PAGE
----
Drifting honey bees, those that may visit a number of colonies, also spread mites. This particularly involves drones, which are universally accepted into colonies, and can enter a large number during their lifetimes.
Finally, swarming although of minor importance, certainly contributes to the distribution of mites. This behavior also coincides with peak populations of honey bees and brood, and, therefore, results in more mites.
The reproductive phase of mites also shows how tightly they are interwoven into the fabric of honey bee colonies. Not only are certain cells more attractive to female mites, but also the ages of the larvae and workers involved. Mites prefer drone brood, which allows them a longer time for reproduction because of the increased post capping time than found in workers, and also are attracted to younger workers (nurses) over older adults (foragers). The latter behavior means that mites will have a better chance of encountering a brood cell with a suitable occupant. Once a female mite enters a cell, it hides itself in the brood food and has specialized structures (peretrimes) that allow it to breathe while encased in a liquid environment.
Evidence suggests the timing of the mite’s first feeding is critical if the female is to reproduce. Because the entire reproductive process must take place within a certain time frame (and this is dictated by the bee’s developmental cycle), observers have concluded that Varroa has greatly compressed its early developmental stages, actually eliminating a normal “6-legged larval stage” found in most other mites. Proteins from the bee’s haemolymph also show up unaltered in mite eggs, a phenomenon known to occur only in a few other parasitic arthropods.
Mites establish feeding sites by pushing aside bee legs. Defecation areas are also developed, which provide places for “resting” in between feeding, and also are used during copulation. Mite young (protonymphs) require maternal care in order to survive, suggesting that Varroa in fact shows some evidence of prenatal care and, thus, a basic sociality similar to its host. The mite has not yet adapted fully to its new host, however, for population development occurs at a similar rate in both drone and worker cells, and in different races of Apis mellifera. It appears the mite could greatly increase its reproductive rate, for example, by decreasing by two the number of eggs laid in A. mellifera drone cells and decreasing by one the number laid in worker cells.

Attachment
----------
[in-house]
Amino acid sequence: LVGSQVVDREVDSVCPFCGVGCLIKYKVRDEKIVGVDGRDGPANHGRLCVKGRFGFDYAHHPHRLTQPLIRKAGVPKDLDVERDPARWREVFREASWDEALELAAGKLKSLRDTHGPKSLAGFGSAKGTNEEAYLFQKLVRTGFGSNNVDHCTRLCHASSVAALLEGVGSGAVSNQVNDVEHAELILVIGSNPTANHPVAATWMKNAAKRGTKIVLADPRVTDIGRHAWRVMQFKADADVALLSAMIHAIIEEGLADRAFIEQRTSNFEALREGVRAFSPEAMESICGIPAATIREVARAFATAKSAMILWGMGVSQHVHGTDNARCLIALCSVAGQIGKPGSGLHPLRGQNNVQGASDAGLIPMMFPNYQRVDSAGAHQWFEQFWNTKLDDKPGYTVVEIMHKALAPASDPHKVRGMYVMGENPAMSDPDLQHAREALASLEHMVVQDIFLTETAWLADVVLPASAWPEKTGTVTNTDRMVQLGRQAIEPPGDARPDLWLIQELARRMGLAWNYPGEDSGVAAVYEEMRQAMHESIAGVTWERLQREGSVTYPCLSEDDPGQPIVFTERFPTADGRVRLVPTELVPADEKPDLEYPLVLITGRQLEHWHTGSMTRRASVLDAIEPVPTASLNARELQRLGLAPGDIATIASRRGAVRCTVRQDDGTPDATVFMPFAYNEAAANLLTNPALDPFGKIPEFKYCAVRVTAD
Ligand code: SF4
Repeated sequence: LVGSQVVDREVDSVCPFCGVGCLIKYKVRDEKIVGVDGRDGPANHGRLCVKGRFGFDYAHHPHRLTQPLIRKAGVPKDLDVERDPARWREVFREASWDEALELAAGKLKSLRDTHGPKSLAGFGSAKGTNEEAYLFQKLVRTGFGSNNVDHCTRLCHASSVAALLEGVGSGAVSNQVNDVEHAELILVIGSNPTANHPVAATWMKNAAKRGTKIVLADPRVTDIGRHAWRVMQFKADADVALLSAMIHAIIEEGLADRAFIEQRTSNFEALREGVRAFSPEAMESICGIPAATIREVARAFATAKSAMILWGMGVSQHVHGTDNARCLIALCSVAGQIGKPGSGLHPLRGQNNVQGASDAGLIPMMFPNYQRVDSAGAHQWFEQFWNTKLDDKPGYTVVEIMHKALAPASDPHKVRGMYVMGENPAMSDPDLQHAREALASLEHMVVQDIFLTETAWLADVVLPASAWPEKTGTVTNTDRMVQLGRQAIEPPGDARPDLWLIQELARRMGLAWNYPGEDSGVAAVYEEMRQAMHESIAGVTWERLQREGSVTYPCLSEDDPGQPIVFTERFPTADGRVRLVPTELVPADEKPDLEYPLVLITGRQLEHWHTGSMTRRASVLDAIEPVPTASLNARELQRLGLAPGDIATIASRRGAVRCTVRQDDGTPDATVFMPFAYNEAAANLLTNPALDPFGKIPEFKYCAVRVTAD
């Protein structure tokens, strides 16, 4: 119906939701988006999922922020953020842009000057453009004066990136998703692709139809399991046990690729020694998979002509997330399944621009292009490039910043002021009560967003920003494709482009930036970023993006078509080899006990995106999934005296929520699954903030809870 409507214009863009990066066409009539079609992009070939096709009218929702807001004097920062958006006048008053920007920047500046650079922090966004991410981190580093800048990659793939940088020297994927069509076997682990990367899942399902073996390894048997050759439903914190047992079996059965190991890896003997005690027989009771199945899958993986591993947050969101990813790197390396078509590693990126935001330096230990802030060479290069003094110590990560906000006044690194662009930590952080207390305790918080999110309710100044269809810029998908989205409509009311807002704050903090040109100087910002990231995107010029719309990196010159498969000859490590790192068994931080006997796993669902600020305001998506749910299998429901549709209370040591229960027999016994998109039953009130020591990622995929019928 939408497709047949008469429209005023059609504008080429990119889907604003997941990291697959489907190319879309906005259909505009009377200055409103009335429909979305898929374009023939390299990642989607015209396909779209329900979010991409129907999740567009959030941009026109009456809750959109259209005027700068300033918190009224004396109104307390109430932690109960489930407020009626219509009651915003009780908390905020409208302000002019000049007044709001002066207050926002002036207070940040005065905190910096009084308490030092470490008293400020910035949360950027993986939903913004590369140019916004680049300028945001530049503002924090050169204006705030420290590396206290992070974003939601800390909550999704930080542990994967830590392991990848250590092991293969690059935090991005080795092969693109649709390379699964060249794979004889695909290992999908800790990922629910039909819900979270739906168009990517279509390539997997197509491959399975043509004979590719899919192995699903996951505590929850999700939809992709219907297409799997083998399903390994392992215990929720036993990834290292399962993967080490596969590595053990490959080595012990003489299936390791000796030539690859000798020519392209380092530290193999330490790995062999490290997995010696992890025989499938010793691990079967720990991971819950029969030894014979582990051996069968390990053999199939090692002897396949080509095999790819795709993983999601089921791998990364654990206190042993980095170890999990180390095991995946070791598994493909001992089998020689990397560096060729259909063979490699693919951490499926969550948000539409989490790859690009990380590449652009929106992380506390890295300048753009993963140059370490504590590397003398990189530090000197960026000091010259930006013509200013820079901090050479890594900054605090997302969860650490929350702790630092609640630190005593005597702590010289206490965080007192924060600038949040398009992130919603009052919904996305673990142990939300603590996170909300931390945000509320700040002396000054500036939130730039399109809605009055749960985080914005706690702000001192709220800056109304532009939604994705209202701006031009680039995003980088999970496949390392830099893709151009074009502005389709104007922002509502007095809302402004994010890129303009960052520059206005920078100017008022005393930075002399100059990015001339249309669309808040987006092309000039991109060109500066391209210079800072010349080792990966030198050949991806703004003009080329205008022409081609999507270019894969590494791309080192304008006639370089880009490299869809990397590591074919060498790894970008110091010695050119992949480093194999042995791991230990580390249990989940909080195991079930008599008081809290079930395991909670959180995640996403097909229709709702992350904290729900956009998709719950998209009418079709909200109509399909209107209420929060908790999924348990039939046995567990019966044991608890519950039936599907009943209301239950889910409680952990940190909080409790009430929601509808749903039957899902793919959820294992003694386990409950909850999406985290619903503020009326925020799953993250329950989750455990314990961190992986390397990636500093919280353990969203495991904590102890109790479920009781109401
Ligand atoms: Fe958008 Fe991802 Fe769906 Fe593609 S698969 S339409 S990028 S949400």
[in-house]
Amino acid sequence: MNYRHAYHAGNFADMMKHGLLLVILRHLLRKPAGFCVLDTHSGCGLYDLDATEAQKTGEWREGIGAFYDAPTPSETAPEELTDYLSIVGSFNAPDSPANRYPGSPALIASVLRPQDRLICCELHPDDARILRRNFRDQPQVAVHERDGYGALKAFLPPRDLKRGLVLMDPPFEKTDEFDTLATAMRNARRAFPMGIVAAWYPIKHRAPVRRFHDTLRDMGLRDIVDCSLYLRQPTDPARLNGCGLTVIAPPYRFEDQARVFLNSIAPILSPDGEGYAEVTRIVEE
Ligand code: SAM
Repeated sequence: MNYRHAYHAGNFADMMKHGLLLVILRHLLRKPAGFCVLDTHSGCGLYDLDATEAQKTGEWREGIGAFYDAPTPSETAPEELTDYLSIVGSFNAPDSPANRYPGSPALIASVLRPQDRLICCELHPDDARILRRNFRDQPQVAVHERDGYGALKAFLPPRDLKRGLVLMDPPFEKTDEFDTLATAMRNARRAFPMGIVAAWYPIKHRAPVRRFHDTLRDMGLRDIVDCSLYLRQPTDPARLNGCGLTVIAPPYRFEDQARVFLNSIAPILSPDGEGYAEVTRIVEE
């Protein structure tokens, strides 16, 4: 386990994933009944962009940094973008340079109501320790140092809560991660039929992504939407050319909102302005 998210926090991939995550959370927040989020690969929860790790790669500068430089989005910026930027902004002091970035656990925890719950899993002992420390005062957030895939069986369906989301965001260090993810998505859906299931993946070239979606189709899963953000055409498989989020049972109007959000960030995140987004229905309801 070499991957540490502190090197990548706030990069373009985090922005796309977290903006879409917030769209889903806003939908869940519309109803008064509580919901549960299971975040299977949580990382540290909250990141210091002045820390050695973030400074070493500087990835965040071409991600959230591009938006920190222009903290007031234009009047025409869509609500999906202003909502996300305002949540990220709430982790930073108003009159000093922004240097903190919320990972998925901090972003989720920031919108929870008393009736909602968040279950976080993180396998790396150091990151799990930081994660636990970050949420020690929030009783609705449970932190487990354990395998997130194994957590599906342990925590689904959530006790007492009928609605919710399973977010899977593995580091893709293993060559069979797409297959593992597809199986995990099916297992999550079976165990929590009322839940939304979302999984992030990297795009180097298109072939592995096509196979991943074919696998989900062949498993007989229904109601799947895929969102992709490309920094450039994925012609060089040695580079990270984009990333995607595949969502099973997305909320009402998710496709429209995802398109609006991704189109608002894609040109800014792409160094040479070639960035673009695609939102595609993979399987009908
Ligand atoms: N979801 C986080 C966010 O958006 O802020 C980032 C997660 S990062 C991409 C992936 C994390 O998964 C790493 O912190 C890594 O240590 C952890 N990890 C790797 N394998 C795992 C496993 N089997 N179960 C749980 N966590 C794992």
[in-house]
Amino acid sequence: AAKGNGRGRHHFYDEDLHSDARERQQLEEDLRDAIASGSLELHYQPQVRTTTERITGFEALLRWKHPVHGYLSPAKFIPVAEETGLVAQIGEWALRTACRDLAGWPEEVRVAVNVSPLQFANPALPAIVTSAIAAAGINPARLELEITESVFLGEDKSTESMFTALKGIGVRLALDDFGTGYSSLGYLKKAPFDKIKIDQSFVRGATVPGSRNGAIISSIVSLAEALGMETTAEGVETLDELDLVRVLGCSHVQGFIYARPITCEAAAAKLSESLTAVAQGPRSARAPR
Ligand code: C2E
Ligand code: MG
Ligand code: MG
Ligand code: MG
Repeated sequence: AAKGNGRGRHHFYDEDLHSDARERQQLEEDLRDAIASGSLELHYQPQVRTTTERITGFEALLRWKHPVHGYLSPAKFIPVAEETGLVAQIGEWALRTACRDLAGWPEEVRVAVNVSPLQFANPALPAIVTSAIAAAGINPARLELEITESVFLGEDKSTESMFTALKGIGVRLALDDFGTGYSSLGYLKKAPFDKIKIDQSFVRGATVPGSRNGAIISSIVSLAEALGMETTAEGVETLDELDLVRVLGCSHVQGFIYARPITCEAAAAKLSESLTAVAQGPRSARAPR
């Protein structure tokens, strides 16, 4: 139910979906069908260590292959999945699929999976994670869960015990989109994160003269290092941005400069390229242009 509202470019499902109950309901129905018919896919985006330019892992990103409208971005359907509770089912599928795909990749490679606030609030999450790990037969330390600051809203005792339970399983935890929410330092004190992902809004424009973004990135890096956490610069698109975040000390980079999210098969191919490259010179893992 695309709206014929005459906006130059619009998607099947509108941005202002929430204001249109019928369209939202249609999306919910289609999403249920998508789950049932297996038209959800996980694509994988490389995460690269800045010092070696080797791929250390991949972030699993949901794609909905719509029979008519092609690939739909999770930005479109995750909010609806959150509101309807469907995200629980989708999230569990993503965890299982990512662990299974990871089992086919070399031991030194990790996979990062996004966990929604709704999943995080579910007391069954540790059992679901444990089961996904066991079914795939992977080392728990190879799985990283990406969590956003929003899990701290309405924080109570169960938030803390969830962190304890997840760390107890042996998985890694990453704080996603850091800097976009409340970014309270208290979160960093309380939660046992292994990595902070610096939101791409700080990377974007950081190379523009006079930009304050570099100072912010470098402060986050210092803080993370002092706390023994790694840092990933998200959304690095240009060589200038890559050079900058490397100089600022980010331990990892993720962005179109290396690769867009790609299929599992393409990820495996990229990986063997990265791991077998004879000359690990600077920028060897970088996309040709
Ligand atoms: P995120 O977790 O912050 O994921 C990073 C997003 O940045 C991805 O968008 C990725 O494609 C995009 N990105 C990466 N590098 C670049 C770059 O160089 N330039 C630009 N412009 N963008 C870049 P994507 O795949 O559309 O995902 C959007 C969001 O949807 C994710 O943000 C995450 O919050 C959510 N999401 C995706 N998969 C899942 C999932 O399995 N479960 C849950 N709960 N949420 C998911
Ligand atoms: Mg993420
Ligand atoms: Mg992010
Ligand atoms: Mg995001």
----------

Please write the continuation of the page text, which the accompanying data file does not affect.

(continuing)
basic biology, the honey bee colony’s health is directly related to predation
(existence) of Varroa mites in several ways,
including challenges from other organisms.
What has become a mantra for bee inspectors and others is that one must
control Varroa BEFORE any other disease management
strategy can possibly hope to be effective.
This particularly includes the newest problem facing more and more
colonies and beekeepers in the
Management of mite populations, therefore, becomes paramount in honey bee management. This of course has transformed beekeeping around the globe. Techniques and tips written in the older literature that worked for what seemed time memoriam must now be modified based on the presence of Varroa. One that comes to mind is population manipulation for mite control besides that for buildup and swarming.
And let’s not forget the transformation of the beekeeper from someone with a revulsion for of all pesticide use to an avid practitioner. The insertion of chemicals inside a living beehive and the potential management problems this practice creates in an effort to eradicate or remove Varroa has had a mixed history. Yes, mites have been killed and their population reduced, but at what cost? Potential contamination of the world’s beeswax supply and possible effect on honey quality because of this practice continues to concern everyone involved with the beekeeping industry. This is especially important because the mites have shown themselves extremely adaptable by exhibiting high rates of developing pesticide tolerance and/or resistance, meaning not only increased dosages are needed, by also more toxic compounds are required.
The full results of what either hard or soft chemicals do inside a beehive are still out. It seems increasingly important that what are known as “sub-lethal” effects (those not actively killing bees, but impacting colonies in some way that cannot be readily detected) of pesticide treatment should be analyzed more rigorously. Given what we know about beeswax as a sink for many pesticides and their carriers, and the exquisite pheromonal balance of a honey bee colony, it seems reasonable to suggest that continued application of chemicals, whether hard (Apistan® or CheckMite+®) or soft (essential oils and organic acids), must be having some kind of effect on overall honey bee productivity. It is known, for example, that even minor manipulation of colonies can affect resultant honey production.
The use of chemicals, therefore, in an effort to remove Varroa from a colony is a philosophy that many have counseled, often with limited success, must be changed in a fundamental way. Thus, a shift in thinking is in order from ridding colonies of mites to living with them, the essence of what many now call integrated pest management or IPM. If others such as Martín. Braunstein would insist that the 4th individual in a bee colony, like the 12th Man in a football game, is here to stay, and each and every bee colony and beekeeper must contend with this fact from now on, the desired effect might be achieved.